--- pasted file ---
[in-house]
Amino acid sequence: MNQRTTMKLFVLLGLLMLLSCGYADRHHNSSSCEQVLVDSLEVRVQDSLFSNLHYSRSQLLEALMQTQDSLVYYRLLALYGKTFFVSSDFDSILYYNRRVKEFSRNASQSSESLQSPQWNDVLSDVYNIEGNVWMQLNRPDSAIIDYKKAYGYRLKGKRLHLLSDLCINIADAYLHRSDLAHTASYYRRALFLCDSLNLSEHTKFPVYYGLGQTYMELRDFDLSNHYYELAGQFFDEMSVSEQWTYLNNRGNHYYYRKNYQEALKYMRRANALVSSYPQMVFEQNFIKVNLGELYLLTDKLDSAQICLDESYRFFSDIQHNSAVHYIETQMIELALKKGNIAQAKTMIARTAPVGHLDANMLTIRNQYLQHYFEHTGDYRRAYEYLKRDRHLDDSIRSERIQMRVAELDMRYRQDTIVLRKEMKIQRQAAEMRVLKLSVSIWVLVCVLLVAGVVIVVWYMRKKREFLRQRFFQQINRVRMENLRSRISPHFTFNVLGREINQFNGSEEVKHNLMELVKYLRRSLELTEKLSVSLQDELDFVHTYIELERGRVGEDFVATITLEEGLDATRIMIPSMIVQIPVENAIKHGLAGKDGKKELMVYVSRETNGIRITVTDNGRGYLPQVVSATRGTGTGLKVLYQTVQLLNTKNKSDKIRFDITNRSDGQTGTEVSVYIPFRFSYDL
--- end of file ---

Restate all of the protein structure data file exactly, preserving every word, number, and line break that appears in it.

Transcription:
[in-house]
Amino acid sequence: MNQRTTMKLFVLLGLLMLLSCGYADRHHNSSSCEQVLVDSLEVRVQDSLFSNLHYSRSQLLEALMQTQDSLVYYRLLALYGKTFFVSSDFDSILYYNRRVKEFSRNASQSSESLQSPQWNDVLSDVYNIEGNVWMQLNRPDSAIIDYKKAYGYRLKGKRLHLLSDLCINIADAYLHRSDLAHTASYYRRALFLCDSLNLSEHTKFPVYYGLGQTYMELRDFDLSNHYYELAGQFFDEMSVSEQWTYLNNRGNHYYYRKNYQEALKYMRRANALVSSYPQMVFEQNFIKVNLGELYLLTDKLDSAQICLDESYRFFSDIQHNSAVHYIETQMIELALKKGNIAQAKTMIARTAPVGHLDANMLTIRNQYLQHYFEHTGDYRRAYEYLKRDRHLDDSIRSERIQMRVAELDMRYRQDTIVLRKEMKIQRQAAEMRVLKLSVSIWVLVCVLLVAGVVIVVWYMRKKREFLRQRFFQQINRVRMENLRSRISPHFTFNVLGREINQFNGSEEVKHNLMELVKYLRRSLELTEKLSVSLQDELDFVHTYIELERGRVGEDFVATITLEEGLDATRIMIPSMIVQIPVENAIKHGLAGKDGKKELMVYVSRETNGIRITVTDNGRGYLPQVVSATRGTGTGLKVLYQTVQLLNTKNKSDKIRFDITNRSDGQTGTEVSVYIPFRFSYDL